I woud bet Le Cinq, CLJ, Spring (although maybe between homes - but still mentioned), Frenchie, Dumonet, both Regalades, Coccottes, Violin des Ingres, Passage 53, andAgape (although no substance yet) would have featured frequently, yet they are still the hard core of recomendations.
So does it change that much, or is the board very conservative?
If you are staying near the Sorbonne, you are quite near a few outstanding shops for "picnic materials:" Oteiza the Basque charcutier on Blvd St. Michel (near St. Germain) and Dubois cheese shop in Maubert.
Last December, Souphie pointed me towards the chocolatier Patrick Roger. Shop is on Blvd St. Germain just outside the Odeon Metro stop. I followed his advice, "Just get the bars!" and can honestly report I have never eaten better chocolate. My favorite was the Cote d'Ivoire bar, but they were all wonderful.
I liked Les Papilles, but I seem to be the only one on here who wasn't wowed. That said, the food was tasty, and the price reasonable.
I almost always stay near the Sorbonne. It's my favorite part of Paris. I love shopping on the rue Mouffetard. It's a market street with lots of stalls, open every day. Boulangerie Monge is outstanding, and not too far from you. I love La Cagouille, a seafood restaurant in the 14th that I've walked to from my hotel(s) on numerous occasions.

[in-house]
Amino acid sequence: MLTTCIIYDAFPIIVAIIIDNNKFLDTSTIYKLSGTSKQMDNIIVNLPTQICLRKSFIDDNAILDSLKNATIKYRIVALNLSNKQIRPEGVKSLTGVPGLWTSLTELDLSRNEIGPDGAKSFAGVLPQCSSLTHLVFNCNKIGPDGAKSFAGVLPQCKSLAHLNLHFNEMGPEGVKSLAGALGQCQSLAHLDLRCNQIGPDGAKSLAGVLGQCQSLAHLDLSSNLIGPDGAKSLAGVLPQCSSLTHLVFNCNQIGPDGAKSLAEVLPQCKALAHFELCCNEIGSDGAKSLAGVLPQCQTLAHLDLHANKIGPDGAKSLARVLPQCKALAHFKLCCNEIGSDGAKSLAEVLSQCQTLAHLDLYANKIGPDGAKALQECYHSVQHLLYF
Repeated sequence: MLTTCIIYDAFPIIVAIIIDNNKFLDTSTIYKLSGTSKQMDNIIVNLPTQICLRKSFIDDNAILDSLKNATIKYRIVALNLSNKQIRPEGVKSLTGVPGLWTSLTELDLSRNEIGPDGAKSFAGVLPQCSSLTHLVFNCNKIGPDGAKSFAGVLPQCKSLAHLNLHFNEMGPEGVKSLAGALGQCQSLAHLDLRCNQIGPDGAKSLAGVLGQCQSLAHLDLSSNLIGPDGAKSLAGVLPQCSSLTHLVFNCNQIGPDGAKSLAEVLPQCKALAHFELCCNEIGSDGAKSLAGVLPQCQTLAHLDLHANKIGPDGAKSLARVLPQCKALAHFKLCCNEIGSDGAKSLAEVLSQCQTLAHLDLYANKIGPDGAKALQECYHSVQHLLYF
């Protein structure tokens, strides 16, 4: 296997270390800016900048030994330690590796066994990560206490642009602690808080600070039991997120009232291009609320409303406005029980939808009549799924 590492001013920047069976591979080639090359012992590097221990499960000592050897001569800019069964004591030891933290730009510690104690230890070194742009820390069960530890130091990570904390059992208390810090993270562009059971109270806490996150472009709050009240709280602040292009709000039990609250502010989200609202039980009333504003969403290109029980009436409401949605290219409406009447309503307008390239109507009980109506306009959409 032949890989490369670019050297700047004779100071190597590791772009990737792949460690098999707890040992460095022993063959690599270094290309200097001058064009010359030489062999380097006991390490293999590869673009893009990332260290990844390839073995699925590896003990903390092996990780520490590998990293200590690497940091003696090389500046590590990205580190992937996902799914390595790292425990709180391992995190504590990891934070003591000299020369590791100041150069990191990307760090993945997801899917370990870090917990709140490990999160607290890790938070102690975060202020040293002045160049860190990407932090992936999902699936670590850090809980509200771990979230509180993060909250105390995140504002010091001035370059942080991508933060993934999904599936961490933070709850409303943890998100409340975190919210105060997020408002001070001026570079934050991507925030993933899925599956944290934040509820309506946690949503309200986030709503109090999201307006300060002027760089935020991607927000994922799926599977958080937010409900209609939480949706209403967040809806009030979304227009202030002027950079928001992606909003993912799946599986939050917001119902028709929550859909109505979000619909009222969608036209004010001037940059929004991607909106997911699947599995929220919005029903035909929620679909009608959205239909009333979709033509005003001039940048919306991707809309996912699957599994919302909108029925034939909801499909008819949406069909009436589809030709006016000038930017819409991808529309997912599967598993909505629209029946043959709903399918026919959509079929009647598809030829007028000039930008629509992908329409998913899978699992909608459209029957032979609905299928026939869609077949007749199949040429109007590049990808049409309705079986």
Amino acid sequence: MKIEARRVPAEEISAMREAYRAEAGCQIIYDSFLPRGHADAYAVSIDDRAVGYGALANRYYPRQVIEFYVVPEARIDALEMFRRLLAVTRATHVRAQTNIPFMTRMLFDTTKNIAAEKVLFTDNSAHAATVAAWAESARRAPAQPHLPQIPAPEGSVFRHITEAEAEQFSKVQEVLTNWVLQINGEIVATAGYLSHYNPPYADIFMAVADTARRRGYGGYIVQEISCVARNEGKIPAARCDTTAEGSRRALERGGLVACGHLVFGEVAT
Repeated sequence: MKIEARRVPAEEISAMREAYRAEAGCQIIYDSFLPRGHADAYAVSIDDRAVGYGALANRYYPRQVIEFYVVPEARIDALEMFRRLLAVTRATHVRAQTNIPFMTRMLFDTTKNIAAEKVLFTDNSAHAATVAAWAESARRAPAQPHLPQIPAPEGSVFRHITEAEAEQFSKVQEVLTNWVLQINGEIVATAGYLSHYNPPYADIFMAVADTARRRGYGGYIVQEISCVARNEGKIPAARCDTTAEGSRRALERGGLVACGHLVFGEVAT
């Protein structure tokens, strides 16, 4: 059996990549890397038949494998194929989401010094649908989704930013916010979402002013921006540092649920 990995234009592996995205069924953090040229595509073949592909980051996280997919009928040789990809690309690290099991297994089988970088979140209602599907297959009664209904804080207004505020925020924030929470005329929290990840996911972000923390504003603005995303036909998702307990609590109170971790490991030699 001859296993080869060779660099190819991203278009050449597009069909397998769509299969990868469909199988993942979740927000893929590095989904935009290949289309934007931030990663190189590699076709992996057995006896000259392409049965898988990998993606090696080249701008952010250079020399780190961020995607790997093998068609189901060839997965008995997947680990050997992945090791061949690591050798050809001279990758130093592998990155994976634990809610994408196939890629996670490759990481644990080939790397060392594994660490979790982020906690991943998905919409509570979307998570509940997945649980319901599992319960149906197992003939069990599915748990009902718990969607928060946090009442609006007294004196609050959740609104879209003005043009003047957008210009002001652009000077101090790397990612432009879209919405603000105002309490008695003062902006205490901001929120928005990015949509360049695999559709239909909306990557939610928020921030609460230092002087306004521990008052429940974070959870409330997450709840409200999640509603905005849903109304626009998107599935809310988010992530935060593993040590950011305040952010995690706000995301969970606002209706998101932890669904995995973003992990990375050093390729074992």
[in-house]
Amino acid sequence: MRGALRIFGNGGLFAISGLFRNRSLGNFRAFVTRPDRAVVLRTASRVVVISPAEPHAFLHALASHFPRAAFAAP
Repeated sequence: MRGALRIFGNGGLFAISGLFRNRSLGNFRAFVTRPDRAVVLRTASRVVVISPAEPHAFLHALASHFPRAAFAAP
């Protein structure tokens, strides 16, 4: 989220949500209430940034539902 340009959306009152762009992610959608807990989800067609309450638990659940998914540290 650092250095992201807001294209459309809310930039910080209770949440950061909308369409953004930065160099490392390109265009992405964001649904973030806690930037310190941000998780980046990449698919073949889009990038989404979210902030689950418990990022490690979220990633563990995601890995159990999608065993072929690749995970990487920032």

Don't be afraid to take the Metro or bus all around Paris for good eats. It's such an easily navigable city.
Don't have a clue whether Souphie will be in town while you're there, but he has kids around the same age as yours who are adventurous eaters. You might want to contact him. Here's a site for starters: http://www.julotzeblog.com/
Les Papilles should be a definite GO for your group. I have sent and taken a dozen people there, and each has loved it: excellent and very approachable food, mostly tourists but also locals who know to book ahead and not hope to just pop in, many local parties of 4 to 6.
Itinieraries is a place that you want to love and just can't make it happen. On our first visit, shortly after its opening, I had the gaspacho of a lifetime and the worst rabbit ever, while our 3 course dinner took three hours. I returned with our son and d-i-l because my son's friend recommended it, and nothing was bad and service had improved, but said son commented that it was the poorest meal of our 2 weeks.
Parnassien and Phil are sending you in the right directions.
Tobias - unfortunately it is quite a generic question and thus has been answered many times. The four restaurants you mention have been discussed many times so may be sensible to do a search. I ate at Pappilles recently and it is good plus it is close to th Sorbonne. My meal at Itineraires was a few years ago and soon after they opened: I was disappointed. That said a good friend says it has improved and found its groove and is good, but it is a darling of US critics so can be dominated by US visitors. For a brasserie near to you Balzar probably meets the spec - simple but traditional. If I were you I would add in one or two leading edge places like Saturne or Agape Substance to experience where Paris's newer chefs are heading.